Pharmaceutical firm Johnson & Johnson has warned that one of its insulin pumps for diabetics is at risk of being hacked, causing an overdose.
The firm said the vulnerability concerned its OneTouch Ping pump which is only sold in the US and Canada.
However, it told the BBC there had been no reported attacks and the risk was “extremely low”.
“It would require technical expertise, sophisticated equipment and proximity to the pump,” it said.
The disclosure was made in a letter to patients on 27 September, the firm said.
The Animas OneTouch Ping pump, which was launched in 2008, enables diabetics to dose themselves with insulin using a Wi-Fi remote control. This removes the hassle of directly accessing the device, which can be worn under the patient’s clothes.
Johnson & Johnson said the pump was not connected to the internet or to any external network.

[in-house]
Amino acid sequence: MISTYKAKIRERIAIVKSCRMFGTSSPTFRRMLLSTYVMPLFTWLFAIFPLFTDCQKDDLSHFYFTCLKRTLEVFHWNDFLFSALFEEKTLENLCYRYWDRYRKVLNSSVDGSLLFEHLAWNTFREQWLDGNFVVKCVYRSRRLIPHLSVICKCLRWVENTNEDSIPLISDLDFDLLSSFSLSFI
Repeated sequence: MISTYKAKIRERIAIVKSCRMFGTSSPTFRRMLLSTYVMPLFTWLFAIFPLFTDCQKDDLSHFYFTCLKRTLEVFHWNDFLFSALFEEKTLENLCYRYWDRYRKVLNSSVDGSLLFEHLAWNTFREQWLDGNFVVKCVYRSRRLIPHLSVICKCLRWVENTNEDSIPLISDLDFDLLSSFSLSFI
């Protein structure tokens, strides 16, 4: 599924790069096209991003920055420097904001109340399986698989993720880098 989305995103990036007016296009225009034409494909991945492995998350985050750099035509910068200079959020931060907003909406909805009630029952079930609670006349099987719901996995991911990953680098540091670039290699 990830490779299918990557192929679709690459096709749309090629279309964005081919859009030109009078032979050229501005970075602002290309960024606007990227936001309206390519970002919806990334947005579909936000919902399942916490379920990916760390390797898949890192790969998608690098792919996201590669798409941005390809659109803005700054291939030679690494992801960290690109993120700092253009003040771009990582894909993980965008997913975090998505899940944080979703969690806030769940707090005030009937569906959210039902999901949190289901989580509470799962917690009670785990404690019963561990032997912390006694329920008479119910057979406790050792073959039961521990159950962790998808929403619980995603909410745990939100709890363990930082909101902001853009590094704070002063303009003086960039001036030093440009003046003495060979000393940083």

But Jay Radcliffe – a diabetic and researcher with cyber security firm Rapid7 – said he had discovered it could still be hacked from a distance of 25 feet.
He found communications between the pump and its radio frequency remote could be hijacked – in theory allowing a hacker to administer unauthorised injections.
Johnson & Johnson (J&J) said it had confirmed Mr Radcliffe’s findings but that the pump remained “safe and reliable”.
It said worried patients could take precautions, such as not using the pump’s remote and programming the device to limit its maximum dose.
There are growing concerns over the risk of medical device hacks.
In February, cyber security firm Kaspersky Lab revealed it had hacked into a hospital’s IT infrastructure – with its permission – and was able to access an MRI device.
And the US Food & Drug Administration is said to be preparing formal guidance for manufacturers on how to respond to reports of cyber attacks.
The agency has previously urged medical firms to work with cyber security experts to mitigate risks – however it says it knows of no cases where criminals have hacked a device to cause harm.